Staff cuts don’t have to be the answer

A recent survey from the Chartered Institute of Personnel and Development showed that two-thirds of companies believe they will have to cut jobs if the economy does not improve over the next 12 months. But most businesses are acutely aware that while reducing the payroll may be necessary, there can be negative ramifications; skills shortages, impact upon resourcing, damage to morale and much more.

With that in mind, we started to look at what else companies can do to cut costs, and were surprised to find that there are many different options – which could easily add up to one or more salaries.

Here are five tips to get you started:

1. Move office

Many companies are paying too much for their office or business premises. This could be because they are leasing too much space, or because they are paying a premium for the location. 

Significant amounts of money can be saved by moving offices, or at least downsizing the space you are renting. For example, renting a 300 square foot office space in central London could cost you around £10,250 per annum, compared to an office of a similar, or even larger, size in somewhere such as Camberley, which could cost closer to £3,500.

However, moving your premises is not always an option, and if this is the case, then you should also consider re-negotiating with your landlord or leasing empty desk space to freelancers and other small companies.

Potential saving: £6,750

2. Reassess your expenses policy

Although many companies scaled back their expenses policy at the start of the recession, this is still a major area for unexplained costs that often cannot be charged back to clients or customers. 

The Global Expense Benchmark Report 2011 found that around £1.3bn is being lost by UK businesses annually due to fraudulent and out-of-policy expense claims and so businesses need to have strict policies in place for expenses, including exactly what can be claimed back, how it needs to be claimed back, and when it needs to be claimed back by. 

Potential saving: £28 (£1.3bn divided by 4,542,765 businesses in the UK)

3. Renegotiate supplier costs

Often businesses will have been using the same suppliers for a number of years and do not realise that they are in a good position to renegotiate costs. This can be anything from stationery suppliers, to the milkman, to who you buy your energy from (which is our specific area of expertise). 

For an average customer for example, the least competitive energy rates on the market are 70 per cent higher than the cheapest ones available. This could be for a number of reasons; a business could be paying out-of-contract rates, which are typically double the best price on offer. 

Usually though, it’s simply because they do not research tariffs enough to know if they are getting a good rate or not. The average saving for someone who switches is £784.40. But by switching from the highest electricity unit rate to the average, a business using 25,000 kWh a year would save £4130.

Potential saving: £4,130

4. Source your own staff

Despite the recession, there are occasions where a company will have a member of staff leaving and the position needs to be re-filled. If this is the case, then they can save thousands on recruitment agency fees by sourcing their own new staff member.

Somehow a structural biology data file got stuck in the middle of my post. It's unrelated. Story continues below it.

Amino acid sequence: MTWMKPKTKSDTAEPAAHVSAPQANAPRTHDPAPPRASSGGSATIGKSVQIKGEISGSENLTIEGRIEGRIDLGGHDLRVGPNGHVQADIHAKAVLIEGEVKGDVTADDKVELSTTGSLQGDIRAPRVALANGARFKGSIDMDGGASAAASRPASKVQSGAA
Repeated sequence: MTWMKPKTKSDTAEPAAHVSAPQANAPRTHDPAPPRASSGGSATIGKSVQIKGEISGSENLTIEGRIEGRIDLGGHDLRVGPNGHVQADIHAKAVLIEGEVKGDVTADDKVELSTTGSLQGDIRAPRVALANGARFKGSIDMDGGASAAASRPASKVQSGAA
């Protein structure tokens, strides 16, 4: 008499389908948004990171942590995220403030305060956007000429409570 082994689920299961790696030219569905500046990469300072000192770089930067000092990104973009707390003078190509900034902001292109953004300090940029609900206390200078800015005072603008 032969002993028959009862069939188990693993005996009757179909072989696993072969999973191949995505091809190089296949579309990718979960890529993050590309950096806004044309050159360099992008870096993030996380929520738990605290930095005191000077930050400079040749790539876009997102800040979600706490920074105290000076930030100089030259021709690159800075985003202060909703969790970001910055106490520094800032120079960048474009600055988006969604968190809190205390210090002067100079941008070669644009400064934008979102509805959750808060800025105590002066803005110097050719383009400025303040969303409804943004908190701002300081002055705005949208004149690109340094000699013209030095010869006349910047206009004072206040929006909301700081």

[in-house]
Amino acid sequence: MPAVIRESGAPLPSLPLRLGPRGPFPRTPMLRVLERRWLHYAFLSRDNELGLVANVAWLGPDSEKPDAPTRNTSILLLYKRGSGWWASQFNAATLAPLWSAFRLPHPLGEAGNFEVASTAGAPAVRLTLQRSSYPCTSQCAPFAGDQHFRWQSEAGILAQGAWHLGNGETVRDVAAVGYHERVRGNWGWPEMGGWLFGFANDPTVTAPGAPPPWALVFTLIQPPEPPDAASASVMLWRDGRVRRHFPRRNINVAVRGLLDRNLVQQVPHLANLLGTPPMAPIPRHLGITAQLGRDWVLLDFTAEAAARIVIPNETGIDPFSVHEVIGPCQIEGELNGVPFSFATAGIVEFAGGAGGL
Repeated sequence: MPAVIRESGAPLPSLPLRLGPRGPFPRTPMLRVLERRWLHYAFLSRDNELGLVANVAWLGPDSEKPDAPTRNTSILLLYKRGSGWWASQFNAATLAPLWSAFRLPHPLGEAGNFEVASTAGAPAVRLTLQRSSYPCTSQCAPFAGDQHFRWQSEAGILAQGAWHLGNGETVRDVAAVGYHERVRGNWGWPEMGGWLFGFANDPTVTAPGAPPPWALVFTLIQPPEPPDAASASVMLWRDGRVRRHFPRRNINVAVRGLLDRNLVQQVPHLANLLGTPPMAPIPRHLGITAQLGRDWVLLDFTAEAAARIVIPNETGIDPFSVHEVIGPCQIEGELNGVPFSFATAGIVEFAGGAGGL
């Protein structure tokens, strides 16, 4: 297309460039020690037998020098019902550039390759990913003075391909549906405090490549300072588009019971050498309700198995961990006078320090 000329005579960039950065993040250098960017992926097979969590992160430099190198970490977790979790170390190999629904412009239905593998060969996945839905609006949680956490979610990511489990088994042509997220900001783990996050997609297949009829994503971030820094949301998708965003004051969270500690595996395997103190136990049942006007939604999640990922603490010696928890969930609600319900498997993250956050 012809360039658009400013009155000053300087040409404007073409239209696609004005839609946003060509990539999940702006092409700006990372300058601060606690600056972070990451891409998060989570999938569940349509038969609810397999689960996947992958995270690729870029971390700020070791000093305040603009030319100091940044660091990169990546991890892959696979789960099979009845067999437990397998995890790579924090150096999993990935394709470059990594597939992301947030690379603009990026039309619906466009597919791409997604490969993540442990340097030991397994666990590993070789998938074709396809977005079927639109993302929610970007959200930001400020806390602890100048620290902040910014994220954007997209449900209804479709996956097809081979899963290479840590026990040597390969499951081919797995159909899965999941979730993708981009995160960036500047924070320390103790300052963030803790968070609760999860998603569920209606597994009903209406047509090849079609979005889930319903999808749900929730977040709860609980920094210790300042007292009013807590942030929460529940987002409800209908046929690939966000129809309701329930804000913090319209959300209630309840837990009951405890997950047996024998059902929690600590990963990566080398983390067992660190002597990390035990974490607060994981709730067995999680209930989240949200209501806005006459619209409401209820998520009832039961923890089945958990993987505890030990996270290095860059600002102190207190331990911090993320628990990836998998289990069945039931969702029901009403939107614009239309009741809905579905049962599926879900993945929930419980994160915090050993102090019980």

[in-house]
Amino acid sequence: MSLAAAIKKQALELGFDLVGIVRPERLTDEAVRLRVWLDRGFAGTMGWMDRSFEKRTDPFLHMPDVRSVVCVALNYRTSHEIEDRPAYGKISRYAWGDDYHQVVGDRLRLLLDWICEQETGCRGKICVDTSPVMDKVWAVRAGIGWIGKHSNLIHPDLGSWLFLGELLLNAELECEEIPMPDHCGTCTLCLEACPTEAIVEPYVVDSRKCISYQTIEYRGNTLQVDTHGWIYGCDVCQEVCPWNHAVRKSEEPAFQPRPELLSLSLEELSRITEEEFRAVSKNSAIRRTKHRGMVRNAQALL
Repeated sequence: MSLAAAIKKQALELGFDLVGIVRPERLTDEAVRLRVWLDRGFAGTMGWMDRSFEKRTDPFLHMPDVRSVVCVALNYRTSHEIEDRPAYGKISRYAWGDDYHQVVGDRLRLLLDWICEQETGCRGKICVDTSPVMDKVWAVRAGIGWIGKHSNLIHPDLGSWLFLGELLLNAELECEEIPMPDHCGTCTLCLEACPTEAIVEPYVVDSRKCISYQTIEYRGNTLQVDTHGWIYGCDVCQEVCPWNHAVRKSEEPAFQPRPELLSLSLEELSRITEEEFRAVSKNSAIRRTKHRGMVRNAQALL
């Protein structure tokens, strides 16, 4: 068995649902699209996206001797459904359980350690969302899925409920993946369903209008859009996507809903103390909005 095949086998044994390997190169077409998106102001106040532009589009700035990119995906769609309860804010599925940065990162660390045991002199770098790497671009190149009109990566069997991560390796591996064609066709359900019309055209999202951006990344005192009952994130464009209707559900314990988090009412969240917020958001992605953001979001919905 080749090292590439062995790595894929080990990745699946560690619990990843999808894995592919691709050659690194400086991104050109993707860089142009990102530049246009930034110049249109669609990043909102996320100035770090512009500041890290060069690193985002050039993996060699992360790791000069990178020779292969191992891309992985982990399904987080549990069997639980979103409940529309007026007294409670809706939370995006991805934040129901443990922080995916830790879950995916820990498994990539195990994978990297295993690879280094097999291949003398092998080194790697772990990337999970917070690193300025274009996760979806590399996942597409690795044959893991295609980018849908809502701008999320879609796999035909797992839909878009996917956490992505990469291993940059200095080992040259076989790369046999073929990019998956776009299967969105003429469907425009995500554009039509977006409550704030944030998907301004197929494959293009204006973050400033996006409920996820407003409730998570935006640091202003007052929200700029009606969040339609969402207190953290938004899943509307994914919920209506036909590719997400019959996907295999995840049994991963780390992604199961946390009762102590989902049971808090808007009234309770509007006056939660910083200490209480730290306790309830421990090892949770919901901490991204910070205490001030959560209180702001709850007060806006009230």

The average cost of hiring a new employee in the UK is around £5,300 according to a recent survey, with the majority of these costs being spent on the use of recruitment agencies. Although it may be easier to rely on a consultant to fill a role with specific or specialist skills, social media tools like Facebook and LinkedIn are often where agencies look themselves anyway, so businesses shouldn’t be afraid to approach people directly using these platforms. 

They can also advertise jobs on their own website, which many companies no longer do. Some businesses that have turned to social media and other more direct methods of recruitment have been reported as reducing their recruitment costs down to £1,700 – a significant saving.

Potential saving: £3,600

5. Review your pay, bonus and benefits processes

Although this is likely to be a blow to staff, the majority would probably lose some of the perks they receive than lose their job. Ways of cutting back include reducing bonuses for the year (however they may be structured), reducing or culling staff entertainment, and cutting back on non-essential benefits such as gym memberships. 

These changes do not need to be permanent, but can go a long way to helping a business through a recession. Furthermore, the majority of employers in the UK could be wasting the money they spend on salaries and benefits by leaving employees in the dark about the true value of the total package, according to a study by the CIPD

The average benefits package in the UK is estimated to be between 20 and 30 per cent of the employee’s annual salary, yet when asked, the majority of respondents would guess hat it’s at ten per cent. So, by improving communication between you and your employees, you are likely to be able to make them aware of the true value of their benefits package and be met with understanding and acceptance from employees when you cut back on these perks. By reducing your employees benefits package to ten per cent of their salary, you could make a significant saving.

Potential Saving: £4,898 (when benefits are reduced from 30 per cent to ten per cent of the average UK salary for SMEs, £24,491) 

Total saving: £19,406

By making a just a few changes to your business strategy it is quite possible that you will make savings equal to at least one salary. While some of these tips may not provide a long-term solution, they do offer alternative options to redundancies when businesses are looking to save money.

James Constant is chairman of the Energy Forecaster and managing director of Business Juice.

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